Do you want to risk damaging your tent in the wind? Nobody wants their tent to blow away and collapse in bad weather. You can’t control the weather. So you will have to learn how to properly use tent stakes.
How many tent stakes do I need? You need to have 1 tent stake for every corner of your tent. So if your tent has 4 corners, you need to carry 4 stakes (plus a spare). Just keep in mind that some stakes work better than others.
You might want to buy better tent stakes if you plan on regularly camping or backpacking. Different designs offer more holding power at a fraction of the weight. Refer to the chart below where I compare the holding power of different tent stakes.
Do I Really Need Tent Stakes?
Honestly, I wouldn’t go camping without tent stakes. Stakes are easy to use and even the best stakes on the market aren’t all that expensive. There’s really no excuse not to use stakes.
The MSR Groundhog Stake is widely considered the best tent stake on the market. You can’t beat the weight and holding power for the price.
Of course you can get by without using stakes in mild weather, but you’re screwed if the wind picks up. You might be able to get away with using heavy rocks in the corners or using sticks instead, but it’s not worth it. You will eventually end up damaging the tent in moderate/heavy winds.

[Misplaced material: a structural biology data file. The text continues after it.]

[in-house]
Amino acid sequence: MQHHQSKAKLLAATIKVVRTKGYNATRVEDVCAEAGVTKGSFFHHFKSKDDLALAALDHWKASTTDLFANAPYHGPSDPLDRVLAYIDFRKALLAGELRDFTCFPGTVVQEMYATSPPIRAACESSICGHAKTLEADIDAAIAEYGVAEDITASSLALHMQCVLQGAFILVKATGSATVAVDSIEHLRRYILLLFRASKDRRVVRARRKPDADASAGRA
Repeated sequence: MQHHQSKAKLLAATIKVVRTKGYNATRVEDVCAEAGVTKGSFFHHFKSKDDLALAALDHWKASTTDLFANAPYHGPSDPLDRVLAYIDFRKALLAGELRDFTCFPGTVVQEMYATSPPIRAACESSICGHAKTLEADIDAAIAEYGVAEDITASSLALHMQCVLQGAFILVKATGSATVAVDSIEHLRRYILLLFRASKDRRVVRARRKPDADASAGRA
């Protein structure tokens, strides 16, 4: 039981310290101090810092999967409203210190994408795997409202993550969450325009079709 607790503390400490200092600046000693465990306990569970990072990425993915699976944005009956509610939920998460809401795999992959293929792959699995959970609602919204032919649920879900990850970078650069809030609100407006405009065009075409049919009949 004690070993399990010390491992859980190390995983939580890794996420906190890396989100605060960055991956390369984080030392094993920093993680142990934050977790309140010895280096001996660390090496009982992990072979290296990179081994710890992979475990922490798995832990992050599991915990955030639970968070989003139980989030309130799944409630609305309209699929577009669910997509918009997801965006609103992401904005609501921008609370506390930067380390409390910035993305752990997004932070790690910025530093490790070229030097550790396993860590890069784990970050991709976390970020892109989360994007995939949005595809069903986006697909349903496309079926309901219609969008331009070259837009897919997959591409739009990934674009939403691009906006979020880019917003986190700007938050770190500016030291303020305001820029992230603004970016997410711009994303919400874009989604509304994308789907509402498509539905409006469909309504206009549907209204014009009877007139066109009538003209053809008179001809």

With that being said I don’t recommend using the heavy steel stakes that come with your tent(set of 4 weighs over 1lb). If you’re really trying to save pack weight consider purchasing the MSR Carbon Core Nail Stakes (.19oz each). The chart below compares the weight and holding power of the best tent stakes on the market.
You might want to check out my post explaining why you need tent stakes which offers a few alternatives to save weight.
|Tent Stake and Style||Tent Stake Length||Tent Stake Weight||Holding Power Range (lb)|
|MSR Groundhog Mini (Y-Beam)||6″||.35oz||40-50lb|
|MSR Groundhog (Y-Beam)||7.5″||.43oz||60-70lb|
|MSR Carbon Core Nail Stake||6″||.19oz||32-40lb|
|Vargo Titanium V-Stake||6.25″||.38oz||25*-55lb (Bad in Compacted Soil)|
|MSR Aluminum Shephard Hook||6.75″||.45oz||25-35lb|
|Toaks Titanium Shephard Hook||6.5″||.23oz||23-35lb|
|Vargo Titanium Shephard Hook||6″||.32oz||20-30lb|